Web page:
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Image Credit: National Park Service

National Park Service

In 2020, with international travel mostly on pause, Americans flocked to national parks. While overall visitor numbers are still down across most parks, the trend of discovering America's natural wonders—and in many cases, our own backyards—seems primed to continue well into 2021. 

National Park Service (NPS) is continuing its traditions, offering six free days for visitors across all 108 national parks, monuments, historic sites, and preserves that usually charge a fee. The entrance fee to parks that charge them is waived (usually around $35 per car). You'll still have to pay activity and amenity fees for things like camping, in-park transportation, and boat launches.

For 2021, that means it's free to visit all parks on these dates: 

January 18
April 17
August 4
August 25
September 25
November 11

New to the list of free days is August 4, which will mark the one year anniversary of the Great American Outdoors Act, which designated $9.5 billion to the National Park Service and other federal agencies to spend on land maintenance over the next five years. 

Source: Conde Nast Traveler

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In 2016, the National Park Service (NPS) celebrated its centennial anniversary. This milestone gives us an opportunity to highlight how important the Parks Service is as a domestic and international economic entity and as a source of inspiration and enjoyment with respect to travel and travel promotion.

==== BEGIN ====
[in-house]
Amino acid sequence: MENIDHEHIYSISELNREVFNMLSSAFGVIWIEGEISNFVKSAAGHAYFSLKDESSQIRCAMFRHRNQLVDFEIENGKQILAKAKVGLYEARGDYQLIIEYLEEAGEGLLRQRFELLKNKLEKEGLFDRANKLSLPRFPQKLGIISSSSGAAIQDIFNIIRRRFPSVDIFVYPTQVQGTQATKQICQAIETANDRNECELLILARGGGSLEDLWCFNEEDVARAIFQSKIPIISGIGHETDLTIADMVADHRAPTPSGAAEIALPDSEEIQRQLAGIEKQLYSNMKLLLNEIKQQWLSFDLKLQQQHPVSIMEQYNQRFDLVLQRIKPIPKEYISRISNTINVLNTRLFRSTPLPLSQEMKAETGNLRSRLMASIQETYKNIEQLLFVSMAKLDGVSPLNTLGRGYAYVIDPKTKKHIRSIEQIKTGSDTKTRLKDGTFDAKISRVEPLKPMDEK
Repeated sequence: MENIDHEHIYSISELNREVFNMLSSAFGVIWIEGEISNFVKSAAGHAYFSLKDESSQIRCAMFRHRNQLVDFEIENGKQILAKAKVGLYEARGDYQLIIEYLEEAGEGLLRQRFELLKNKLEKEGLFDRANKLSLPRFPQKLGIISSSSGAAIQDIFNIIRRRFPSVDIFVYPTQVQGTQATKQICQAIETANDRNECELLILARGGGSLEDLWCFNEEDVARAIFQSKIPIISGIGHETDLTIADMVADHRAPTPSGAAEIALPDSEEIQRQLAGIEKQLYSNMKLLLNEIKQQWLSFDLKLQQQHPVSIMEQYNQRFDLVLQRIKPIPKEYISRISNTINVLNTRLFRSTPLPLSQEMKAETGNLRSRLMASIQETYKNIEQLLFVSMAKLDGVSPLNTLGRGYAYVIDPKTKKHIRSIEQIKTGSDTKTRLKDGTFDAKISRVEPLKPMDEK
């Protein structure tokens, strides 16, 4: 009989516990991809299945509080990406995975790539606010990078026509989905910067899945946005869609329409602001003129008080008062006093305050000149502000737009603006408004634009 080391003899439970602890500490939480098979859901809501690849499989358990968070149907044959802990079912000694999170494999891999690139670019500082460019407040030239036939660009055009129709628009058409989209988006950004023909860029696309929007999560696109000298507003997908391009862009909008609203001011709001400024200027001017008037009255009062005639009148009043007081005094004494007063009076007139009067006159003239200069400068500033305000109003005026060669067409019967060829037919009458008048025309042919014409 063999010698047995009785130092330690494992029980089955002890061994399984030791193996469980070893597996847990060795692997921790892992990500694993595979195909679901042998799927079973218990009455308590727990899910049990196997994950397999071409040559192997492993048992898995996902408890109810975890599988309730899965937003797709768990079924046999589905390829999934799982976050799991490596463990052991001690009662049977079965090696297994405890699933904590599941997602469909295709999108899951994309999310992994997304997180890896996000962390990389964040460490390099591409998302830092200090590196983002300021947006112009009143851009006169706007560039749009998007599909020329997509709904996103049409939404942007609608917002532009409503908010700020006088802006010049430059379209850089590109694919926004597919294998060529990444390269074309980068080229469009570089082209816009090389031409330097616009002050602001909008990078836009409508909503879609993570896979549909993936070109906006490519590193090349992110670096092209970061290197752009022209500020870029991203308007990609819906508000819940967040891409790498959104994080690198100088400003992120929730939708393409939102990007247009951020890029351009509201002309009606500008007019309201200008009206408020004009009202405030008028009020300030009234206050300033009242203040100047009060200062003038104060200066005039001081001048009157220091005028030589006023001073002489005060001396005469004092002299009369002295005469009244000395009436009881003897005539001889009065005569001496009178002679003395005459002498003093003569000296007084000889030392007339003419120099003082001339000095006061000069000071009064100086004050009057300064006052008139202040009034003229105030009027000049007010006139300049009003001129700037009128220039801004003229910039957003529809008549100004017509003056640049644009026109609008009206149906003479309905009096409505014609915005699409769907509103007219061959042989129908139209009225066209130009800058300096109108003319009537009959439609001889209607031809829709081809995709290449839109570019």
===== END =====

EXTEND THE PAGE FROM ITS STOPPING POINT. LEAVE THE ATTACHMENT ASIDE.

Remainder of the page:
According to the Department of the Interior, ~331m recreational visitors came to America’s national parks in 2016, up 7.7% over 2015 and representing a 3rd consecutive all-time attendance record for the 417 destinations in the National Park Service. According to the NPS, spending by visitors to U.S. national parks generated $34.9 billion in economic output, supported 318,100 jobs and provided $12 billion in labor income. Furthermore, visitors spent $18.4 billion in communities around parks. Each tax dollar invested in the National Park Service effectively returns $10 to the U.S. economy.

According to a survey by AAA, 79% of Americans say they are as likely or more likely to visit a national park in the next 12 months. Furthermore, 85% of Americans have visited at least one national park and 73% of those surveyed say the parks have become a “must-see” attraction. Survey data also indicated that Millennials have been a big part of the growth, as nearly half said they are more likely to visit a national park in the next year, more so than both Generation X and Baby Boomer survey participants. 

According to AAA, “In times of global uncertainty, many people are turning to domestic vacations and the wide variety of national parks offer something for every traveler to discover […] It’s not surprising to see that younger generations are particularly interested in visiting national parks; Travel is part of Millennials’ DNA, and they consistently seek experiential travel opportunities, a major draw for national park visitors.”

With respect to international visitors, of the 38.4 million overseas travelers who came to the United States in 2015, 35.4% or 13.6 million visited a destination in the National Park System. U.S. Travel’s Roger Dow points out it is hard to replicate the country’s most breathtaking natural and cultural treasures - like the Grand Canyon or Yellowstone – and a strong dollar also causes visitors to seek out more cost-effective destination options. As a result, US Travel expects national parks and monuments will likely receive about 14.6 million overseas travelers in 2017, up 7.3% from 2015.

For more information on the National Park Service, check out the following resources:

 

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